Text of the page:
RTF, animal welfare groups meet with Rep. Stewart, ranchers

/ Featured, In The News, News, Staff Blog

Wild horses at the Onaqui Herd Management Area in Utah. RTF file photo by Steve Paige.

National animal-welfare and wild horse organizations representing tens of millions of Americans last week delivered a message that proven tools must be used to chart a new course for humanely managing America’s wild horses and burros.

Return to Freedom Wild Horse Conservation took part in a listening session hosted with Rep. Chris Stewart (R-UT) in Salt Lake City along with cattle interests, the Bureau of Land Management, and the Utah governor’s office, as well as the Humane Society of the United States, ASPCA and the American Mustang Foundation.

“We need to be able to have these difficult conversations with those that have a different point of view,” said Neda DeMayo, Founder and President of Return to Freedom. “Last year, in response to the very real threat of the mass killing of tens of thousands of wild horses, we worked with our colleagues to develop a proposal that was based on where we have common ground with ranchers and other stakeholders. Recent discussions with ranchers and legislators convey that mass euthanasia and slaughter is off the table as a result of these conversations.

“Like it or not, wild horse advocates need to accept that ranchers have a right under the law to graze their livestock on our public land — and ranchers need to accept that wild horses have a legal right to the range as well. We hope as things move forward, wild horses and burros will be given a fair percentage of the range resources, but it is clear that this will only be possible if Congress directs BLM to use the humane tools available to manage reproduction on the range.”

If there was agreement between those present at last week’s meeting, it was that both wild horse advocates and ranchers feel strongly that the current way of managing wild horses and burros isn’t working, DeMayo said.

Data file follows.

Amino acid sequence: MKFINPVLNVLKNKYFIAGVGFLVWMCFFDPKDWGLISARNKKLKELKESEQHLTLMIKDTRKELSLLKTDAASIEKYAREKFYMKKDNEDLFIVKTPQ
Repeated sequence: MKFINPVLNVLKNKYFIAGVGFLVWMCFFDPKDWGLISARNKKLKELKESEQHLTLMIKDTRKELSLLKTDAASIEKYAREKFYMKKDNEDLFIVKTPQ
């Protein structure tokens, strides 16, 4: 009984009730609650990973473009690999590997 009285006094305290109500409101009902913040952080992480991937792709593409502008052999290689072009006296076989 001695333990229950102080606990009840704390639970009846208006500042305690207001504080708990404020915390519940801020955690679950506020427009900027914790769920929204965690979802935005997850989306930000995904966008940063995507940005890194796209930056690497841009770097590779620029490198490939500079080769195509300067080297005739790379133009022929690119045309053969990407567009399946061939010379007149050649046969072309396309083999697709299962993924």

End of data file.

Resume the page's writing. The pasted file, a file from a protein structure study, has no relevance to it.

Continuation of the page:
Stewart has offered amendments to the last two Interior Appropriations bills that RTF and other wild horse advocates have strongly opposed. For Fiscal Year 2018, his amendment would have allowed BLM to euthanize – shoot — healthy, unadopted wild horses and burros. That language was removed during Conference with the Senate before the bill was signed into law.

For the Fiscal Year 2019 Interior Appropriations bill, Stewart’s amendment would allow the Interior Secretary broad power to decide whether a herd should be made single-sex or non-reproducing with field sterilization surgeries used on wild mares and jennys.RTF is urging its supporters to contact their senators and urge that they oppose the amendment language in Conference with the House.

The meeting presented an opportunity for RTF to explain its opposition to Stewart’s amendment, which it believes to be dangerous, costly and unproven — and underscore that BLM should turn first to aggressive use of the humane fertility control vaccine PZP.

RTF has used PZP at its American Wild Horse Sanctuary for 20 years, allowing stallions and mares to live together in family bands, as have other projects, on and off the range, with 91-98% efficacy. Yet BLM has never invested as much as 4% of its annual Wild Horse and Burro Program Budget in the use of fertility control.